The Biz of Apps

I finally wrote an article that’s related to technology. You can read about it in the September 2010 issue of my online magazine (or e-zine if you prefer). Here are some excerpts:

It all started when a friend asked me, “Hey dude, you’re a programmer. Why don’t you create an iPhone app and sell it?” Something in my gut already told me it’s not a worthwhile investment of effort at that point in time. I trust my intuition a lot; it saves a lot of brain cycles spent deciding.

I wrote specifically about iPhone/iPad apps, but the concepts can be transplanted to other mobile devices. The app business appears to be increasingly lucrative, particularly when Apple is making their iPod/iPhone/iPad so attractive as a consumer device. It is popular because the mobile device (not just those from Apple) is ubiquitous. Practically everyone who has disposable income (and even those without…) has a mobile phone (is the word “mobile” even needed? Some of these Generation Y people (no offense if you’re one) might not even know what a dial-tone telephone is). And that is a lot of round brackets…

I explained some of the decisions I made for not developing an iPhone app. Here’s a terrible reason:

Developers wait an average of 4.78 days for app approval

Other (mobile) (phone) app markets probably have a quicker approval period.

I gave some suggestions for leveraging that app you have, because if you’re selling it at 99 cents per user, you’re not going to retire at the ripe old age of 23, lounge at the beach recliner staring at the softly lapping waves and sip piña coladas. I’m just saying… And raising the price is not the answer (not in the long term anyway).

With an investment of US$ 999 for the MacBook, and a yearly subscription of US$ 99, I’m out by US$ 1098. If I’m selling a 99 cent app, I need 1585 downloads to break even (remember that Apple takes a 30% cut). And then I need 143 downloads every year thereafter to break even for the yearly subscription cost. I will need to continue creating apps to alleviate that. And I’m not even making a profit, just trying to break even.

You can read the whole article in my magazine Singularity.

P.S. I don’t write a lot of technology articles because I’m not really interested in the latest gadgets and technology advancements. Another reason is I’m only one person, keeping up with all that there is, is tiring. I just feel my time can be put to a better use. That said, I will write them if they’re still relevant when Time washes a few months on the “latest and greatest”.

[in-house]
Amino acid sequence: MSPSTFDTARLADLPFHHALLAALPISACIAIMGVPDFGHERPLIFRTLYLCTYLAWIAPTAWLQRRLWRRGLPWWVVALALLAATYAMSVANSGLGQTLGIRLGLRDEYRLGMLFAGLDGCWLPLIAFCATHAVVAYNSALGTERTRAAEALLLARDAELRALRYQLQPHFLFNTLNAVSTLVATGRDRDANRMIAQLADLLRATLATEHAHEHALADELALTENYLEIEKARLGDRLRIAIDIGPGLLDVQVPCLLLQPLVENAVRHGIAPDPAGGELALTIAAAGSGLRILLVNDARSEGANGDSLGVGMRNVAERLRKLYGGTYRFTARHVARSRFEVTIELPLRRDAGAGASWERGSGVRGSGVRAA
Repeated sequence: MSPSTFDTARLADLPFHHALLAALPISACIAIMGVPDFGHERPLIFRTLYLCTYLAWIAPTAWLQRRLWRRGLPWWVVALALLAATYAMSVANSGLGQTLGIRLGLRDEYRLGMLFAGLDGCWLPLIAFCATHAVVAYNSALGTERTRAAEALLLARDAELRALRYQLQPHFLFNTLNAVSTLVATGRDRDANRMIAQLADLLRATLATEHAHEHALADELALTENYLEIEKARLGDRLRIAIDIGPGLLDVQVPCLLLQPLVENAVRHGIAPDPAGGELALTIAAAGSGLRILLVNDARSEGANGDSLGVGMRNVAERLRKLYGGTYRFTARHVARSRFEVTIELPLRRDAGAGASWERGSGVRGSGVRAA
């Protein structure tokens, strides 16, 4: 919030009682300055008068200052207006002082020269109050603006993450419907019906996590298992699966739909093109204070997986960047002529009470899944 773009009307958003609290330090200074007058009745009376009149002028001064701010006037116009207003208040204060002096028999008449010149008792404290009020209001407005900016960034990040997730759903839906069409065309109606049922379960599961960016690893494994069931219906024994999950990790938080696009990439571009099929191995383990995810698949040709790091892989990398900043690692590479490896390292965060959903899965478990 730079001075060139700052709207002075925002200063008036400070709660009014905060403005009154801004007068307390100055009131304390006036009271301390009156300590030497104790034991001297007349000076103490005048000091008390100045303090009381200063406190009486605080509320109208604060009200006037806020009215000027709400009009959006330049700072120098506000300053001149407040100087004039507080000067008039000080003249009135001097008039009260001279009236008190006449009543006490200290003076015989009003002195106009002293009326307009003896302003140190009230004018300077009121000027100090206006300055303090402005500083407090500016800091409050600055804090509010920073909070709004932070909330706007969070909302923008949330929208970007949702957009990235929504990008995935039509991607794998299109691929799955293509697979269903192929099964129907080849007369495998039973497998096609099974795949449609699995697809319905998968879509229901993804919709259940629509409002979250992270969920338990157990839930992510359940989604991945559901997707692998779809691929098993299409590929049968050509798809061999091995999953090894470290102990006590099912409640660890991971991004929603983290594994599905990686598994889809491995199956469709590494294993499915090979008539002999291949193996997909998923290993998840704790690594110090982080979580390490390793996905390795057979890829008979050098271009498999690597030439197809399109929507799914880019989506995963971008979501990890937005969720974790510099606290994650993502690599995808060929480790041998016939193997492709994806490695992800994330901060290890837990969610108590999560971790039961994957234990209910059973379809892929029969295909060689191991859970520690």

Mobile phone is now my video game platform of choice

I remember being glued to the television screen while barely surviving in most of the role playing video games I played when I was young. It didn’t matter that most of them were in Japanese, because I would still slog through the dialogue and snatch whatever I could understand. Ahh, those were the days…

As I grew up, I still played video games, but less often. I’ve always preferred to play on console machines rather than the computer. For some reason, game playing felt right on consoles. But game playing on consoles required switching on the television, switching on the console machine… yeah, I’m getting lazy, and selective about my games (you know, not enough time)… It just feels like a bit of an effort.

Then I started to use the computer more often, as a result of my university work and programming. Since the computer was already on, the notion of playing games on the computer started to be more appealing. But I only really play The Sims. Using the keyboard and mouse to play action games felt awkward for me, but the point-and-click-with-no-rush system of The Sims was ok.

But even that sort of died… the loading time was terrible, I had to save… starting up and ending the game still felt like effort…

Then I bought my iPhone.

Now, I own a handheld console (a DS since you asked), though I don’t play very often. The games aren’t “motivating” me enough. Plus the screen is small, and I still have to start it up to play games.

My iPhone, on the other hand, is different. I keep it switched on when I’m awake. That means, if I want to play a game, I just need to load up the game, which is fairly fast. I’m not isolating the iPhone here. Any mobile phone with gaming capabilities fit into the criteria (but I’m kinda invested with the Apple product… not a fanatic, but just reluctant to change phones in general. You know, I’m just obeying Newton’s first law).

When I want to play a game on my phone, I just start the game up. I don’t have to switch on the phone because it’s already switched on. The start up and closing times are (usually) fast. The games don’t need saving, or saves fast, or saves in a way you don’t notice (like on closing). My only concerns are the small screen, and whether I like the game.

I’m saying all this because applications are about the user. I’ve been looking at the top games from the Apple App Store. They seem to be the type of game where it’s easy to learn, easy to start up, easy to let go. Perfect for the attention-deficit and finicky modern mobile phone user. Compare this to the in-depth role playing games I’ve played in the past, burning through hours of playtime just to gain enough levels so I could at least survive the beginning attacks of the boss fight.

Times have changed…